Please contact firstname.lastname@example.org and let them know whether you support or oppose these positions. More details are available on the ASHA governance page.
I get it. We go to MSHA, AAA and ASHA to learn how to better serve our clients (oh, and to see our Speech and Audiology friends). Holding the client paramount is our duty. But how can we hold our clients paramount if we don’t have the IDEA/ESEA/Medicare/Medicaid funding to do it? How can we hold our clients paramount when our professions are being threatened by lack of federal and local financial support and administrations that don’t see the needs of our clients as vital? How can we hold our clients paramount when our credentials aren’t universally recognized as a benchmark for licensing, providing speech, language and audiologicalservices, and other professional standards?
We have to help ourselves, to help our clients (kind of that whole “Put your oxygen mask on first” thing.) Our MSHA movers and hustlers can not do it all. We cannot continue to assume that someone else will get to it. We cannot continue to run our professional lives with a “want something done-give it to a busy person” mentality. Want to know more about advocacy, for you and your clients? Contact ASHA PAC. Contact leaders in MSHA. Go to the ASHA website. Contact your SEAL (Janis Hayes-Strom at email@example.com). Contact your STAMP and SMAK (Carol Morse firstname.lastname@example.org).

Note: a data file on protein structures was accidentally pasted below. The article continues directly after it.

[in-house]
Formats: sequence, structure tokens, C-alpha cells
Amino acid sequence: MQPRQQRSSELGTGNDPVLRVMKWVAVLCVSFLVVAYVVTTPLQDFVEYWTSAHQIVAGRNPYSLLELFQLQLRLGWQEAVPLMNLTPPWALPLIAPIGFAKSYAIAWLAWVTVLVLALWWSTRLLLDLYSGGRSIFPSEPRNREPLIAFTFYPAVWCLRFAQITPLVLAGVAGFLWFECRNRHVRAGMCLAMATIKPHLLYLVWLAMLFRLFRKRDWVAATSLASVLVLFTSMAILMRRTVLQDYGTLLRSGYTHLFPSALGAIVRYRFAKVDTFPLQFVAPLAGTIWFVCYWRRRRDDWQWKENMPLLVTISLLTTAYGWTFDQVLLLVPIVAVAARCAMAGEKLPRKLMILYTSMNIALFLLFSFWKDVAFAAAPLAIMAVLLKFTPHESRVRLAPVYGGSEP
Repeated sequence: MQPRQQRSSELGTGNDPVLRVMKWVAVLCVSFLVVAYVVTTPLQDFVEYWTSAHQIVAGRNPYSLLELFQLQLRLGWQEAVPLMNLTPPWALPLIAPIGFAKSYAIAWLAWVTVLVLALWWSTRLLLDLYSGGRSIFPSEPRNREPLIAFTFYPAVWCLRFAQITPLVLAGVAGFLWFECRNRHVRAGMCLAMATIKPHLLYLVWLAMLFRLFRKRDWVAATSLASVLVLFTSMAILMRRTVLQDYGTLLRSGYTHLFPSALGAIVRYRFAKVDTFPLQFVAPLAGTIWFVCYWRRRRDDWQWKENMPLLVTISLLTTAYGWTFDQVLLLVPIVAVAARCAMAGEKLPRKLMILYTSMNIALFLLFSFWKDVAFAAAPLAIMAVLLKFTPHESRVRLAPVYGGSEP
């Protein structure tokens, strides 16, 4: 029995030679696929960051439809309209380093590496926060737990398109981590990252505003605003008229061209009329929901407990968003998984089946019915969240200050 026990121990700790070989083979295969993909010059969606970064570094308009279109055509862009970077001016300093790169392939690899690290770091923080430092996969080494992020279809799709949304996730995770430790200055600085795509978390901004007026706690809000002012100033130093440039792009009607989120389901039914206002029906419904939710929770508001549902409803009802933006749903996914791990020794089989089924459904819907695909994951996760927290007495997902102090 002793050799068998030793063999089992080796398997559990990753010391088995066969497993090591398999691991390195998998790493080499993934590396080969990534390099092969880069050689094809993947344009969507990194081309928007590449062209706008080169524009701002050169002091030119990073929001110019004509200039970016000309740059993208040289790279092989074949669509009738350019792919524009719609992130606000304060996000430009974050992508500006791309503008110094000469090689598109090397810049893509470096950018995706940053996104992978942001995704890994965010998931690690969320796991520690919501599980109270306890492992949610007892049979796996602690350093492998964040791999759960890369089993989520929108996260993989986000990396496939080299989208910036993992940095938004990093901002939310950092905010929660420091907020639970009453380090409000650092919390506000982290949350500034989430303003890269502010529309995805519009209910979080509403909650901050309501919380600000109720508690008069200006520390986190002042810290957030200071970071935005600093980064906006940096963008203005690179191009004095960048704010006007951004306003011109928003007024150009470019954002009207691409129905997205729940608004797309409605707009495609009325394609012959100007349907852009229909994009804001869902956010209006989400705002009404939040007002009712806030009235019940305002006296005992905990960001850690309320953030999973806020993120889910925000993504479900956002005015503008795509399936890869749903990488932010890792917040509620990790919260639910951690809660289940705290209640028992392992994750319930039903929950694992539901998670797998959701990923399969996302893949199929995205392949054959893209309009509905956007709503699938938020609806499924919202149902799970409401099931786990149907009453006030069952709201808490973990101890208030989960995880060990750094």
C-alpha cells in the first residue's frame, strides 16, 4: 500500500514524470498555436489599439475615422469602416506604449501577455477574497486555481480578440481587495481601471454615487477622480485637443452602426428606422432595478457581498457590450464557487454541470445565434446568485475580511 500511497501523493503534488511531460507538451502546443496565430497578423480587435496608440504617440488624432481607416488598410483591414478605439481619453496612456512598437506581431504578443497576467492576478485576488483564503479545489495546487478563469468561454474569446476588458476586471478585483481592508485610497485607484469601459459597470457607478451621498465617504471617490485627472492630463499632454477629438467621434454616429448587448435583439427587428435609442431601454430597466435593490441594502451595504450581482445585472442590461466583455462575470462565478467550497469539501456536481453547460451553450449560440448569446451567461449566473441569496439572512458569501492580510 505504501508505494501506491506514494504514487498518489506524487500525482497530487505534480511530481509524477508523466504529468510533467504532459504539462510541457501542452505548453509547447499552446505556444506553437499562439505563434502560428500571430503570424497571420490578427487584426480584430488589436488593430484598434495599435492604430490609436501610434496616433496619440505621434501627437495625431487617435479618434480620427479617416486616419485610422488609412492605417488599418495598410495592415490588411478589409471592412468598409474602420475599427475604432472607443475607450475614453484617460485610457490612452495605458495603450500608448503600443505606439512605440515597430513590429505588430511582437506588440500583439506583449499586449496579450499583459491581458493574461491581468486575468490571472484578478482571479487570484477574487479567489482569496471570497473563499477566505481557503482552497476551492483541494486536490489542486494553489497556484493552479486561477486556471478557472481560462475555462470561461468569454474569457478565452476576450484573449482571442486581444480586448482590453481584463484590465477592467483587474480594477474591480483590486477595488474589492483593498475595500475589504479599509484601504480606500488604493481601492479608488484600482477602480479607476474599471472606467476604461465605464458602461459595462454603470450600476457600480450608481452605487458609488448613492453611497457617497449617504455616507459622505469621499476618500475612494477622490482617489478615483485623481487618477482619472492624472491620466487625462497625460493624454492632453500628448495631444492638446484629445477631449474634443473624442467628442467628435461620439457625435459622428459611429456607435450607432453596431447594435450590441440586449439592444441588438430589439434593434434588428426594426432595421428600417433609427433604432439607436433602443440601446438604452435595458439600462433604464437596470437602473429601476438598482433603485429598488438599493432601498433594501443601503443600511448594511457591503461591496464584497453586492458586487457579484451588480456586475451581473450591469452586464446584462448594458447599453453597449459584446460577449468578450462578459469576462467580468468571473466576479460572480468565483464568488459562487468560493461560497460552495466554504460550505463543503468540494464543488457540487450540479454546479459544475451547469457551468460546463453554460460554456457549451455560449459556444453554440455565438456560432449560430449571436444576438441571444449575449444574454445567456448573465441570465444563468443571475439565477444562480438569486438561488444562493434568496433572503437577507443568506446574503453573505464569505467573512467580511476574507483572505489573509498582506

Become a grassroots captain. Start early by encouraging students, CFYs, and newbies to get involved! There are a million resources and you can access them from the comfort of your own chair on the ASHA website as well as the MSHA facebook page. Do what you can, or at the least support people who are trying. While you’re thinking that someone else may do it, someone else may be thinking that YOU will do it.
HAVE JUST A FEW MINUTES?-log onto ASHA’s Take Action site, select an issue from the ones listed below and “take action”. Most of the work is done as ASHA has already drafted sample letters. All you need to do is sign your name.
Tell your members of Congress to cosponsor the Medicare Telehealth Parity Act of 2017 (H.R. 2550) and the CONNECT for Health Act of 2017 (S. 1016/H.R. 2556). Both pieces of legislation would make leaps and bounds by providing Medicare beneficiaries with access to services (e.g., audiology and speech-language pathology) that they may not otherwise receive.
Representatives Cathy McMorris Rodgers (R-WA) and John Larson (D-CT) and Senators Bill Cassidy (R-LA) and Amy Klobuchar (D-MN) have introduced the Steve Gleason Enduring Voices Act (H.R. 2465/S. 1132). The legislation builds on the Steve Gleason Act of 2015 to permanently fix Medicare’s policy that limits access to speech-generating devices (SGDs).
· Take Action NOW to repeal the therapy cap The House and Senate have both introduced legislation to repeal the Medicare therapy caps. Representatives Paulsen (R-MN), Kind (D-WI), Blackburn (R-TN), and Matsui (D-CA) have introduced a House bill (H.R.807) to repeal the cap. The Senate bill (S.253) was sponsored by Senators Cardin (D-MD), Collins (R-ME), Casey (D-PA) and Heller (R-NV).
INTERESTED IN DOING MORE?-Sign up for ASHA Headlines, follow ASHA Advocacy on social media, check out the grassroots advocacy section on ASHA’s website and get information on meeting with members of congress in your home district and on Capitol Hill. Volunteer as a writer/author, or become a mentor. Volunteer as a MSHA Board member. Contact email@example.com, firstname.lastname@example.org
By: Janis Hayes-Strom